Most frequently, tinnitus related to a concussion or traumatic brain injury will be short-term. How long does tinnitus last after a concussion? Well, it might last weeks or months. Then again, if your tinnitus has lasted for more than a year, it’s likely to be long lasting. In these cases, the treatment strategy transitions to managing your symptoms over the long run.

This can be accomplished by:

  • Masking device: This device is a lot like a hearing aid, only instead of helping you hear things more loudly, it produces a specific noise in your ear. Your distinct tinnitus symptoms determine what sound the device will produce helping you disregard the tinnitus sounds and be better able to pay attention to voices and other external sounds.
  • Hearing aid: In a similar way to when you have hearing loss not caused by a TBI, tinnitus symptoms seem louder because everything else is quieter. Hearing aids help your tinnitus fade into the background by turning the volume up on everything else.
  • Therapy: In some cases, therapy, such as Cognitive Behavioral Therapy (CBT) can be used to help patients ignore the noise produced by their tinnitus. You disregard the sound after acknowledging it. It will require some therapy, practice, and time though.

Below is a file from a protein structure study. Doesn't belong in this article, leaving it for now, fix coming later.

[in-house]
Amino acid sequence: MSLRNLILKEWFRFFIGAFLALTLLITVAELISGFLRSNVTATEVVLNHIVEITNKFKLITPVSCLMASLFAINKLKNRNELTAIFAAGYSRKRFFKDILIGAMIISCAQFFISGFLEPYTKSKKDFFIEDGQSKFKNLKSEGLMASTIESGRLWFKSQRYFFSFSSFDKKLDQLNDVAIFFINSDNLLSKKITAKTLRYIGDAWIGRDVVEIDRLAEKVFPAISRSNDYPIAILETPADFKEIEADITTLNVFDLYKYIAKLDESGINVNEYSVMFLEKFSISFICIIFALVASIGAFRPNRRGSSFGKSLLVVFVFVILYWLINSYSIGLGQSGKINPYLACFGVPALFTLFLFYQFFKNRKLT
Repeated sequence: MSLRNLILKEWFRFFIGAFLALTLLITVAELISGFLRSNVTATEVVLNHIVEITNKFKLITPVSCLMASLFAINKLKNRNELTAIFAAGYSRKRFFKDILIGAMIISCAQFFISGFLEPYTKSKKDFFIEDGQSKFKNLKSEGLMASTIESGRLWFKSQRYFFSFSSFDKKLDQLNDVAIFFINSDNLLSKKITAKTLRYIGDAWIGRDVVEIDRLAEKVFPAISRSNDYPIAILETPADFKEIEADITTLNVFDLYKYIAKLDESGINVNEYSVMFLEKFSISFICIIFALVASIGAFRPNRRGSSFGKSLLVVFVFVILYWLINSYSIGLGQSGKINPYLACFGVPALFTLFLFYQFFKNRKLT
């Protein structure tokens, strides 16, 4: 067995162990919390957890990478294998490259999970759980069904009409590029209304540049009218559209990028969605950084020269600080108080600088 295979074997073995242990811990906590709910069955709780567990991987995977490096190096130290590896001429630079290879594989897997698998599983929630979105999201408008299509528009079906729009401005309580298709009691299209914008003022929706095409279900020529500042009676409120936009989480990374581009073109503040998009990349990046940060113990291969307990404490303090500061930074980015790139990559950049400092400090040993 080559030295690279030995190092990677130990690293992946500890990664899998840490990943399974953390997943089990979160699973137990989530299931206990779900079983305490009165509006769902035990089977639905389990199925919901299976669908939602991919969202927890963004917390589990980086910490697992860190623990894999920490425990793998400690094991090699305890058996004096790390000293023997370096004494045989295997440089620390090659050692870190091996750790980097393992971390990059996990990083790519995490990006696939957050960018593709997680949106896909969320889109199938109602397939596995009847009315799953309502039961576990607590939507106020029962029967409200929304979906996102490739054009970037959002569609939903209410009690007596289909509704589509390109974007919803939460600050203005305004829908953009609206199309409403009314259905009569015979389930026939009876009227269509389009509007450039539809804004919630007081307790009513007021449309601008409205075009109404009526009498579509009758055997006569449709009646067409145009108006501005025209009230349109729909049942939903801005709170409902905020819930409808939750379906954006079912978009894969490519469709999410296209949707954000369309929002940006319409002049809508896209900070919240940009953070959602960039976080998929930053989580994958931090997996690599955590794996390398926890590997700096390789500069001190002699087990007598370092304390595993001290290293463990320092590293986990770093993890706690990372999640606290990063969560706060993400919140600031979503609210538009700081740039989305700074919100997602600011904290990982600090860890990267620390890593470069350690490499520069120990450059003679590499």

Obtaining the expected result will, in some situations, call for additional therapies. Management of the root concussion may be necessary in order to get rid of the tinnitus. The best course of action will depend on the status of your concussion and your TBI. This means an accurate diagnosis is incredibly important in this regard.

Learn what the best plan of treatment might be for you by giving us a call.

TBI-triggered tinnitus can be controlled

A concussion can be a substantial and traumatic event in your life. It’s never a good day when you get concussed! And if you’ve been in a car crash and your ears are ringing, you may wonder why.

Tinnitus may emerge instantly or in the days that follow. However, it’s important to remember that tinnitus after a head injury can be managed effectively. Schedule a consultation with us today.

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The site information is for educational and informational purposes only and does not constitute medical advice. To receive personalized advice or treatment, schedule an appointment.